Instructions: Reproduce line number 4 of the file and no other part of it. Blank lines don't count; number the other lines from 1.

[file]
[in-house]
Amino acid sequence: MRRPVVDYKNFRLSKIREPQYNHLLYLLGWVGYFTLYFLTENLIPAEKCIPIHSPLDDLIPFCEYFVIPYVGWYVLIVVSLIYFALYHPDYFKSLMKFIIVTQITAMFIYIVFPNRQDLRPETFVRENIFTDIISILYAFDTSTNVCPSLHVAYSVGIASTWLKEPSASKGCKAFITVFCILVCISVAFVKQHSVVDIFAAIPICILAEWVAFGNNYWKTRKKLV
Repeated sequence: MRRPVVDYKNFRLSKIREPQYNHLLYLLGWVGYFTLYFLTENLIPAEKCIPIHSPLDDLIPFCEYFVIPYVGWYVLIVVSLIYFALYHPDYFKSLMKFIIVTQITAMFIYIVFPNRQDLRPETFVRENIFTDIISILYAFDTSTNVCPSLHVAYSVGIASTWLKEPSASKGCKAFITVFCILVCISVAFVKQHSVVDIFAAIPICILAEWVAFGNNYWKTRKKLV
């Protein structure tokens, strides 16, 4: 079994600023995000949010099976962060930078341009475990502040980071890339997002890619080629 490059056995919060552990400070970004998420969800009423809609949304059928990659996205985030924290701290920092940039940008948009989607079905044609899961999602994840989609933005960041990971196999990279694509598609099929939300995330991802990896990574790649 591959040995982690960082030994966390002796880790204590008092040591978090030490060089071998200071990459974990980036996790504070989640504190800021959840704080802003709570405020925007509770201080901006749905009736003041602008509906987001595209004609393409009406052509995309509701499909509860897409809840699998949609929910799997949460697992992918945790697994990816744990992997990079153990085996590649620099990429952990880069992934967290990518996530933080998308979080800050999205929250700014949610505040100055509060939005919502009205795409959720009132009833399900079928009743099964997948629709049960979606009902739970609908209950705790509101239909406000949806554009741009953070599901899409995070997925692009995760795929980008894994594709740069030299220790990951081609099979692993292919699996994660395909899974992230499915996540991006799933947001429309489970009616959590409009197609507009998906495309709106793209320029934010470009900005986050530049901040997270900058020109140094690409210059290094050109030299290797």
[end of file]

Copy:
């Protein structure tokens, strides 16, 4: 079994600023995000949010099976962060930078341009475990502040980071890339997002890619080629 490059056995919060552990400070970004998420969800009423809609949304059928990659996205985030924290701290920092940039940008948009989607079905044609899961999602994840989609933005960041990971196999990279694509598609099929939300995330991802990896990574790649 591959040995982690960082030994966390002796880790204590008092040591978090030490060089071998200071990459974990980036996790504070989640504190800021959840704080802003709570405020925007509770201080901006749905009736003041602008509906987001595209004609393409009406052509995309509701499909509860897409809840699998949609929910799997949460697992992918945790697994990816744990992997990079153990085996590649620099990429952990880069992934967290990518996530933080998308979080800050999205929250700014949610505040100055509060939005919502009205795409959720009132009833399900079928009743099964997948629709049960979606009902739970609908209950705790509101239909406000949806554009741009953070599901899409995070997925692009995760795929980008894994594709740069030299220790990951081609099979692993292919699996994660395909899974992230499915996540991006799933947001429309489970009616959590409009197609507009998906495309709106793209320029934010470009900005986050530049901040997270900058020109140094690409210059290094050109030299290797």